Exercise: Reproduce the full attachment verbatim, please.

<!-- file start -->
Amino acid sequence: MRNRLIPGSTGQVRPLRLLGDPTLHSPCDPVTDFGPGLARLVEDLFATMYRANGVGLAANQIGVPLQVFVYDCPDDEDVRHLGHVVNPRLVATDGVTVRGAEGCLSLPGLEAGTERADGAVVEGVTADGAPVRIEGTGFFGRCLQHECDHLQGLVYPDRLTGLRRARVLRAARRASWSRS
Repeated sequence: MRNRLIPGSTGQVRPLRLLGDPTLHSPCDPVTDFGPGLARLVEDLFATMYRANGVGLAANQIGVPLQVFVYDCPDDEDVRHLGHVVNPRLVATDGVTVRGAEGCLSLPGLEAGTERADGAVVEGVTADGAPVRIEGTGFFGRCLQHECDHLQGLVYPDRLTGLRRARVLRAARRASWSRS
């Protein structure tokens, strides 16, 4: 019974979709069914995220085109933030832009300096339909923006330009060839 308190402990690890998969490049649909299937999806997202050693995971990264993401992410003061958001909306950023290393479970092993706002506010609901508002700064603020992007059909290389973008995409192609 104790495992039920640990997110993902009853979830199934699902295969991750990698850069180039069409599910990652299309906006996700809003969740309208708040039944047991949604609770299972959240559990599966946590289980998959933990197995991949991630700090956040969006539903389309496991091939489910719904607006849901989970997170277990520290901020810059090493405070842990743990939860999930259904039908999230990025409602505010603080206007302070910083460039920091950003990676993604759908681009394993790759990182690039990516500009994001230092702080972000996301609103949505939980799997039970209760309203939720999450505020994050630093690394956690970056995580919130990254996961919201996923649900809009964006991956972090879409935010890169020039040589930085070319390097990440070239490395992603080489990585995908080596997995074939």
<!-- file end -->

Amino acid sequence: MRNRLIPGSTGQVRPLRLLGDPTLHSPCDPVTDFGPGLARLVEDLFATMYRANGVGLAANQIGVPLQVFVYDCPDDEDVRHLGHVVNPRLVATDGVTVRGAEGCLSLPGLEAGTERADGAVVEGVTADGAPVRIEGTGFFGRCLQHECDHLQGLVYPDRLTGLRRARVLRAARRASWSRS
Repeated sequence: MRNRLIPGSTGQVRPLRLLGDPTLHSPCDPVTDFGPGLARLVEDLFATMYRANGVGLAANQIGVPLQVFVYDCPDDEDVRHLGHVVNPRLVATDGVTVRGAEGCLSLPGLEAGTERADGAVVEGVTADGAPVRIEGTGFFGRCLQHECDHLQGLVYPDRLTGLRRARVLRAARRASWSRS
């Protein structure tokens, strides 16, 4: 019974979709069914995220085109933030832009300096339909923006330009060839 308190402990690890998969490049649909299937999806997202050693995971990264993401992410003061958001909306950023290393479970092993706002506010609901508002700064603020992007059909290389973008995409192609 104790495992039920640990997110993902009853979830199934699902295969991750990698850069180039069409599910990652299309906006996700809003969740309208708040039944047991949604609770299972959240559990599966946590289980998959933990197995991949991630700090956040969006539903389309496991091939489910719904607006849901989970997170277990520290901020810059090493405070842990743990939860999930259904039908999230990025409602505010603080206007302070910083460039920091950003990676993604759908681009394993790759990182690039990516500009994001230092702080972000996301609103949505939980799997039970209760309203939720999450505020994050630093690394956690970056995580919130990254996961919201996923649900809009964006991956972090879409935010890169020039040589930085070319390097990440070239490395992603080489990585995908080596997995074939």